Our narrator is Dr Otto Spethmann, a widower and somewhat self-important but well-connected psychoanalyst, with a teenage daughter and a long list of well-known patients and friends, which includes Gregory Petrov, a young revolutionary, the beautiful Anna Petrovna who has more than captured his imagination, and chess genius and genuinely mixed-up kid, Rozental. The bourgeoisie and intelligentsia, even Tsar Nicholas himself, are looking forward to the start of the imminent chess championships, for which some of the world's greatest players are in town, and Rozental is the favourite of many to win. If that is not enough, Spethmann is involved in a lengthy, intermittent game of chess with Kopelzon, acclaimed Polish concert violinist and friend, who has asked Spethmann to do whatever he can to enable Rozental to play in the tournament.

Back on the streets, which the Tsar still rules with an iron fist, the poor and hungry are becoming ever more restless and militant and the tension between secret police and Bolsheviks erupts daily into violence and bombings. Following a second murder, Spethmann is visited and quizzed by police Inspector Lychev, a surprise which quickly turns to worry for both himself and his daughter Catherine. There follows a trail of suspicion, intrigue, murder, deception and betrayal that rips along from first to last.

This is St Petersburg during brilliant and troubled times and Bennett portrays the contrast very well. On a personal level, as Spethmann's game of chess with Kopelzon approaches Zugzwang so do the events in his life and, as in the game, he begins to evaluate each new situation he encounters, examining his options before making his next move until, finally, there are no moves left.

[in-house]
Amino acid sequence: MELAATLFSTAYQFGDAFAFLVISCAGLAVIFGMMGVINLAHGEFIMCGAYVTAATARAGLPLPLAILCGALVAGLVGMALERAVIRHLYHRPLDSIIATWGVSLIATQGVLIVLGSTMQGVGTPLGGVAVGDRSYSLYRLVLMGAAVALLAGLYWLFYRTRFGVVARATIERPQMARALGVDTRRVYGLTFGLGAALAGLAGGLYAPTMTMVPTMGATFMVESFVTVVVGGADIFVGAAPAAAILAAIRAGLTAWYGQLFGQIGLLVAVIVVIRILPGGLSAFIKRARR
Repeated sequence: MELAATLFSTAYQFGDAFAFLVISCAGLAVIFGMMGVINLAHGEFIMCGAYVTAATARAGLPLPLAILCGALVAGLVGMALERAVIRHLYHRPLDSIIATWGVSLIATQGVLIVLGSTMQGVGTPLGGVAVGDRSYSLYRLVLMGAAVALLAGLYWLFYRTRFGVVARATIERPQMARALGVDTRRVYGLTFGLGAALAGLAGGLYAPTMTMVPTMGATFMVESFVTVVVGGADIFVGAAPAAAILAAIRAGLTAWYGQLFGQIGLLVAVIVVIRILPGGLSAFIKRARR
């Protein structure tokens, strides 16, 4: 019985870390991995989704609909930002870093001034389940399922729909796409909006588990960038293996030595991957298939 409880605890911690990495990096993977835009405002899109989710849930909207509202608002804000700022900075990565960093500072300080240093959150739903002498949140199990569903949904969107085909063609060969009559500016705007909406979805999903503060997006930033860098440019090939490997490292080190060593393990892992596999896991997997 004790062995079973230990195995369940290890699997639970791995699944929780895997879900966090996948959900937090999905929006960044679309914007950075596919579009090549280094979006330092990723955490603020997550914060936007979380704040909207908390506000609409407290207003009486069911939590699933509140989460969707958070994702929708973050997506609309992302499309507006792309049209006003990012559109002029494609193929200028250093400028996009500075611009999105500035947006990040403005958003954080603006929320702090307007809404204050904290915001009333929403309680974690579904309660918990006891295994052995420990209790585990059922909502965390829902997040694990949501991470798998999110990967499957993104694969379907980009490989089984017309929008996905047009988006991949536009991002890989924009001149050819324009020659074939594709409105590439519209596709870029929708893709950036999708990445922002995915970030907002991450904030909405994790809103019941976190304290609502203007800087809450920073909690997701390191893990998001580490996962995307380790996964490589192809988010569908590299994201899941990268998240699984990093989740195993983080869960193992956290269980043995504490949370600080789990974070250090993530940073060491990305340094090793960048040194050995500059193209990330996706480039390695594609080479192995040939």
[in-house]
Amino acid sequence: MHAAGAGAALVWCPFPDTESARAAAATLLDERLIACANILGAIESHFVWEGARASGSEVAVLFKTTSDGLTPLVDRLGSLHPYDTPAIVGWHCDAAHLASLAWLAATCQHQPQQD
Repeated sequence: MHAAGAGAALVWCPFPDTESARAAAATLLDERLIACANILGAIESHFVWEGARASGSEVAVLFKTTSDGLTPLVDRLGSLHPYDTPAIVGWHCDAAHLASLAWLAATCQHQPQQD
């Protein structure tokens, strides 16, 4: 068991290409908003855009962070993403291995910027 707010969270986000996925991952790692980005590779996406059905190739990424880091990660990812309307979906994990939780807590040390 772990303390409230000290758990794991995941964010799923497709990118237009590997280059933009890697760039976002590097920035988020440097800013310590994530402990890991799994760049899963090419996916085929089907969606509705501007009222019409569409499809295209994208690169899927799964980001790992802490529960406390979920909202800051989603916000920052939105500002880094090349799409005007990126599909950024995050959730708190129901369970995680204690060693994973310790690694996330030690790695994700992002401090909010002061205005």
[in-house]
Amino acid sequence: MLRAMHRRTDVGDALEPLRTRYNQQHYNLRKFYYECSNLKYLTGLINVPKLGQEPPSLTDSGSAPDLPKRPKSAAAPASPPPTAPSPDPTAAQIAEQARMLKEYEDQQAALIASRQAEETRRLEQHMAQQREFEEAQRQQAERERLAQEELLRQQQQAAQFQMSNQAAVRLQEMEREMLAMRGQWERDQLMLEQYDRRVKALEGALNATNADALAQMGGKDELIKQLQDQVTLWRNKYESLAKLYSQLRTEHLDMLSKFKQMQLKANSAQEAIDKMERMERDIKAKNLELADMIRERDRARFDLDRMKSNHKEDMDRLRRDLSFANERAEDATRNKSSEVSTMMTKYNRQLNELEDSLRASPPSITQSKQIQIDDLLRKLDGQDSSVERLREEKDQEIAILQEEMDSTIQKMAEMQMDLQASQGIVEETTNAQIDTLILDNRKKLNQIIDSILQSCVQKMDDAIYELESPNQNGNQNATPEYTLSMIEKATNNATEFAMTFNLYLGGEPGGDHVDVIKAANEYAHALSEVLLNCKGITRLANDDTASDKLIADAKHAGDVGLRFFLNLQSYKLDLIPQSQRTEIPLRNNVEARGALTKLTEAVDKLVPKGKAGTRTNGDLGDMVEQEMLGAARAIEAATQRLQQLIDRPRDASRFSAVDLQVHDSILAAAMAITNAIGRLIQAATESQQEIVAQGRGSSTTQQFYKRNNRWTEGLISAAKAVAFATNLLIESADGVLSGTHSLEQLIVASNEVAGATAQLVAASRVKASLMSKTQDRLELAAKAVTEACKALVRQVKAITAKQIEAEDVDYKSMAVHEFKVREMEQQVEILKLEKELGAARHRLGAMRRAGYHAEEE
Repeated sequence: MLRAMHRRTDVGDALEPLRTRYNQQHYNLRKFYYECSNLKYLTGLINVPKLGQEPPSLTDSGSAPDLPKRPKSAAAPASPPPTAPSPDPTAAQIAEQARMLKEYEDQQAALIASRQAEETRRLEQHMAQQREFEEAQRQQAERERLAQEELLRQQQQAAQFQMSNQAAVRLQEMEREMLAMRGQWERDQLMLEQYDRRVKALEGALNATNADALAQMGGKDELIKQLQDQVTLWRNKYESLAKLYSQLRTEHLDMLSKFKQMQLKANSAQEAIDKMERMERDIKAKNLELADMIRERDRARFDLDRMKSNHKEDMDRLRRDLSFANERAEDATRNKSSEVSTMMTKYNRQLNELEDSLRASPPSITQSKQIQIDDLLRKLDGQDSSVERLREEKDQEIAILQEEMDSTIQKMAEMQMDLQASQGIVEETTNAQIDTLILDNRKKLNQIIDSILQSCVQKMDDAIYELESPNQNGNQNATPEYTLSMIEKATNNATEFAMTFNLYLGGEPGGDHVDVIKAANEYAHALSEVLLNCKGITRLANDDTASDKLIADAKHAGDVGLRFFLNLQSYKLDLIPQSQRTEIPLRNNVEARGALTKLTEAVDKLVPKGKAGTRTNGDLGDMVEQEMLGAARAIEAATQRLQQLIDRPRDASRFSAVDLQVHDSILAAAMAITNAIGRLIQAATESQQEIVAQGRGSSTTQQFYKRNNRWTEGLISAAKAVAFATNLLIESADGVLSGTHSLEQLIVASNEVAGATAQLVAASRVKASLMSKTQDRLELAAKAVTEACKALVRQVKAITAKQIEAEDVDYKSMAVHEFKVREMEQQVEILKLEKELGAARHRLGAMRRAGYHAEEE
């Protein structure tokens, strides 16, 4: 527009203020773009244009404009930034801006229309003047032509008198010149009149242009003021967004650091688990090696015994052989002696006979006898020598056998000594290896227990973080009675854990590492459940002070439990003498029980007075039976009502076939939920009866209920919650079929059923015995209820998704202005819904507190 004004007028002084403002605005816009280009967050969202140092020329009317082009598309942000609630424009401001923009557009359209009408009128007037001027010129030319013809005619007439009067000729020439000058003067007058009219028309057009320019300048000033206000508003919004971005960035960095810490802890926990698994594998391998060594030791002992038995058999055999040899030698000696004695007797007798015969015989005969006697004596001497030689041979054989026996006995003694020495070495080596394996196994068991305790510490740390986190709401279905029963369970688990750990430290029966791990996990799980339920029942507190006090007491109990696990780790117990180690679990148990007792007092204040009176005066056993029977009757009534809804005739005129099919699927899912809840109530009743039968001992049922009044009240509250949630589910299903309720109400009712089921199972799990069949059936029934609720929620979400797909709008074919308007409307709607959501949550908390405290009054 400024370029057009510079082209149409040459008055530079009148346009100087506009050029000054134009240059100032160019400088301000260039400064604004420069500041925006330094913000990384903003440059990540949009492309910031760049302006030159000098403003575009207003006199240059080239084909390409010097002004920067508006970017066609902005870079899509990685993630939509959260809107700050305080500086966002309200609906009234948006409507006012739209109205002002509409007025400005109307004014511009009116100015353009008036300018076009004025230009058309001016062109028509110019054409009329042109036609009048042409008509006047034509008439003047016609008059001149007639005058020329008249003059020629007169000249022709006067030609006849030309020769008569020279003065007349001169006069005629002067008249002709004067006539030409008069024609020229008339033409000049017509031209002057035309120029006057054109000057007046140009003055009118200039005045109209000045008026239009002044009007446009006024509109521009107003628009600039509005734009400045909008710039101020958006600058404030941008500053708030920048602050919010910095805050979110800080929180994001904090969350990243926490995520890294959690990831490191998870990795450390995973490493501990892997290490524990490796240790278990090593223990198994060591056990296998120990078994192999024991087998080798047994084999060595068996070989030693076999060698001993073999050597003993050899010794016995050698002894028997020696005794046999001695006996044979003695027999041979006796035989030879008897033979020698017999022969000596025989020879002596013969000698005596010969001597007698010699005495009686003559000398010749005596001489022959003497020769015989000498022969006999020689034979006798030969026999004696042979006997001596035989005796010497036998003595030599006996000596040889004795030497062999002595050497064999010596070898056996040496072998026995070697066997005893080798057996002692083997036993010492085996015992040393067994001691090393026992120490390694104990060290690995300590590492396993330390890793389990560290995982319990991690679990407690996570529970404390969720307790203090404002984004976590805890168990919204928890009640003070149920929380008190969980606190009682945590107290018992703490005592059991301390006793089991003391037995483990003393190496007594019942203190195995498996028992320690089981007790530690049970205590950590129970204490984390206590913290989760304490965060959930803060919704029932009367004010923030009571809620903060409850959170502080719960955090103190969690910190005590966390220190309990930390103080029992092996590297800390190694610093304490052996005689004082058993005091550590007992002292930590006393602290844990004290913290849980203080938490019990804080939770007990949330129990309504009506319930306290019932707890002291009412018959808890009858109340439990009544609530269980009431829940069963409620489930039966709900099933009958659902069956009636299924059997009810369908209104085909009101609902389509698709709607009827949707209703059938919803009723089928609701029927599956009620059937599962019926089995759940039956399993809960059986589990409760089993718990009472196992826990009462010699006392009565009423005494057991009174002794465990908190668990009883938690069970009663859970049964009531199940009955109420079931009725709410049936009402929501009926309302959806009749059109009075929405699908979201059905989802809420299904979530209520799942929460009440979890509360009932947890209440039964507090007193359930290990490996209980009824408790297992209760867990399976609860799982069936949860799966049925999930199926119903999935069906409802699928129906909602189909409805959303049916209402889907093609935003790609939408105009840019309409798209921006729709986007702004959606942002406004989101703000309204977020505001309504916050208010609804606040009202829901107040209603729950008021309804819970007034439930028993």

We have all the ingredients then for a classic thriller, which is exactly what this is, masterfully crafted by Bennett. He handles twists and turns with consummate ease, brings fresh characters into play who always add more layers to the puzzle and never lets the suspense fade or the pace drop.

It is the proverbial page-turner.
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TOP 1000 REVIEWERon 9 September 2009
Maybe it's the setting - pre-revolutionary Russia on the eve of the First World War, or maybe it's the writing style - rather episodic and rushed and with no real depth in the characterisation, but I was disappointed with this, the latest thriller from Ronan Bennett. The murders stack up and there is some love interest along with a set of confusing Russian names and an ongoing chess game which I found surprisingly enthralling. I wish I could say the same for the plot. The title is one of the most interesting things about this novel, but as that has already been explained by every other reviewer, I won't go through it again.

I found this novel heavy-going and the love interest seemed unconvincing. In contrast to his wonderful IRA thriller The Second Prison, or the exciting and eviscerating The Catastrophist, which is set in the Congo, Zugzwang is run-of-the-mill. He's a better writer than this novel suggests.